Secretary of State John Kerry said the administration publicly declared its confidence behind Russian involvement in election-season hacks in part to let those responsible know they’re not “getting away with it.”
The Office of the Director of National Intelligence and Department of Homeland Security declared in a joint statement last week that the Intelligence Community is “confident that the Russian government directed the recent compromises of e-mails from U.S. persons and institutions, including from U.S. political organizations.”
“We believe, based on the scope and sensitivity of these efforts, that only Russia’s senior-most officials could have authorized these activities,” the agencies said.
Speaking Monday at the Virtuous Circle Conference, a tech event in Silicon Valley, Kerry said they “released the information because we are confident in the assessment that we made through the intelligence community and we thought that it was important for the American people and for the world to know that this is discernible and unacceptable.”
“Now, it’s no secret to any of you that cyber activity of a malicious intent has been going on for some period of time. And it’s obviously extraordinarily important as the world becomes more dependent in business, in services, in infrastructure, in so many different ways, on digital commands and control,” he added. “This is growing in its threat capacity. And we thought it was very important, based on our clear tracking through the technology that you’re all very familiar with, to find out where this was coming from and who was up to this.”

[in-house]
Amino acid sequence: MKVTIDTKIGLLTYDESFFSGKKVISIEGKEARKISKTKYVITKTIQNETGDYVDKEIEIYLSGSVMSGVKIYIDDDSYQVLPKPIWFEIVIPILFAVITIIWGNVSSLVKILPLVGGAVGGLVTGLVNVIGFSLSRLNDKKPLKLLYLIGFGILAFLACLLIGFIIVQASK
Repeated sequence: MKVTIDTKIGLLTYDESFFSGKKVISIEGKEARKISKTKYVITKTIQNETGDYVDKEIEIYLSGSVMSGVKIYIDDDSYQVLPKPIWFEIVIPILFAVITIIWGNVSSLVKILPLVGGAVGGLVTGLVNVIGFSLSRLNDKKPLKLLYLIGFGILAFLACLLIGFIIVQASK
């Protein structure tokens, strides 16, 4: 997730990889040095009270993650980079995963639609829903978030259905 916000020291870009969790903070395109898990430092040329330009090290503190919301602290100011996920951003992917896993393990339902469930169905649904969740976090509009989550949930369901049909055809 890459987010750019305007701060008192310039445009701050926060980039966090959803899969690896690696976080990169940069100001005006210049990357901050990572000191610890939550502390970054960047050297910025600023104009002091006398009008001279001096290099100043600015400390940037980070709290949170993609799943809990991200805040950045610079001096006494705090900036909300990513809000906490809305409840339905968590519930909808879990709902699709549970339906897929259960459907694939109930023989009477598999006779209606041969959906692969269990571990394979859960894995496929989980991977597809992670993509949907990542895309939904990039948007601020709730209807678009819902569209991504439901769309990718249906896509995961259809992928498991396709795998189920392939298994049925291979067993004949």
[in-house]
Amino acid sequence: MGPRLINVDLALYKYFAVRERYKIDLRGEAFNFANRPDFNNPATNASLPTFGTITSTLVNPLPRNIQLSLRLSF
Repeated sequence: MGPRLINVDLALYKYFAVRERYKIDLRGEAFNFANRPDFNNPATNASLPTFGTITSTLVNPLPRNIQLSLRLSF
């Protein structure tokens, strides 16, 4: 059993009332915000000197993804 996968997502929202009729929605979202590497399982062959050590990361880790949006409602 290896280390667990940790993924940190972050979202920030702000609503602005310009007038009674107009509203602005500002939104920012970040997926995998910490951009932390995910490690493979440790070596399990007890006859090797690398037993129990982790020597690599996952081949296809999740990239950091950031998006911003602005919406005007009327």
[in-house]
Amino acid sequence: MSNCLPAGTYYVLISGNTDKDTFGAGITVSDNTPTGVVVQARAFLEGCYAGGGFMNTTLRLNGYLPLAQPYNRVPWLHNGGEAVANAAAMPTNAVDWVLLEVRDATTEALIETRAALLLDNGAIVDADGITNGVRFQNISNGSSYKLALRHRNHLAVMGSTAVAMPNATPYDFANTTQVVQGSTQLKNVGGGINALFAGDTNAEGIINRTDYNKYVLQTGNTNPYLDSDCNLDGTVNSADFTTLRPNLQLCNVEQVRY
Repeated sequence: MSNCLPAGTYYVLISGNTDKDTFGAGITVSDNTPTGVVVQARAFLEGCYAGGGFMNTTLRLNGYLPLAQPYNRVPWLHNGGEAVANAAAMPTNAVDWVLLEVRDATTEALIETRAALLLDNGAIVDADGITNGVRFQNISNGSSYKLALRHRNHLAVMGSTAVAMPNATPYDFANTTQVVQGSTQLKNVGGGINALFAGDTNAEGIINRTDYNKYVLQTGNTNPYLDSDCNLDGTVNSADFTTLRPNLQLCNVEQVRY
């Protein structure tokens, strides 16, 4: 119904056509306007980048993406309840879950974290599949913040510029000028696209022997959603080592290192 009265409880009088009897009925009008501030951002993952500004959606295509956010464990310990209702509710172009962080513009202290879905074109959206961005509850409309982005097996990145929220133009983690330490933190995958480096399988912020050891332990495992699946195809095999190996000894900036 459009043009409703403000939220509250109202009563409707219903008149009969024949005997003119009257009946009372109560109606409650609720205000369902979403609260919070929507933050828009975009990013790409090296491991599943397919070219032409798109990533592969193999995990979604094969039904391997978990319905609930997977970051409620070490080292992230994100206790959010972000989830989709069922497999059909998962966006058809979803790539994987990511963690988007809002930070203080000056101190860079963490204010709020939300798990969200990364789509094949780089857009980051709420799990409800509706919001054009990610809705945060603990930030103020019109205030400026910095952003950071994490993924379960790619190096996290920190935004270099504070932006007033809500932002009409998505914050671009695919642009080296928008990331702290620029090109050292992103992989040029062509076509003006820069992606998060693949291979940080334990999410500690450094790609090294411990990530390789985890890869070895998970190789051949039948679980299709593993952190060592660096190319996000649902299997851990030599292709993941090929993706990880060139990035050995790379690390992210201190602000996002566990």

“So we released this information to put the people doing it on a notice that they’re not ‘getting away with it’ for free, as well as to put states on notice that we’re serious when we say they need to take every measure possible to guarantee the integrity of our elections.”
Kerry said the statement was issued also “after very clear messaging to the Russians about the unacceptability of interference with democracy in the United States of America.”
“And we will and can respond in ways that we choose to at the time of our choice,” he said.
He noted recent cybersecurity discussion with China to “require certain standard behavior going forward of what is acceptable and what is not.”
“Everybody understands that spying is something that has existed way before the Internet. And there have always been these kind of unwritten rules of espionage,” Kerry continued, adding “it’s hard for me to be particularly precise with you about exactly where the line is drawn.”
“Everybody’s understood that people are hacking and working like crazy to get into proprietary information of one company or another, and a lot of folks are engaged in this kind of activity. Some countries are more proficient and more prolific than others.”
Kerry underscored the risk of “an arms race with respect to cyber warfare and cyber activity.”
“It will require much greater attention to security, to impenetrability, to real protections. And of course, that then raises other kinds of question of law enforcement and counterterrorism and other interests that we all have,” he said. “So this is a fascinating and as yet not fully explored undertaking. But I think the signal we sent last Friday was really to fire a major wake-up call to people and a warning signal about the need to have the discussion about these challenges as we go forward.”
Of Guccifer 2.0 or “whatever,” Kerry said one of the challenges is discovering “who is that person? And how do you find that person? And who do you arrest?”
“You can find a location, but you can’t necessarily find the person that was working the keyboard,” he said, noting that state sponsor of hacking “rent space out, and people come in, and they can come in anonymously and use it and then disappear.”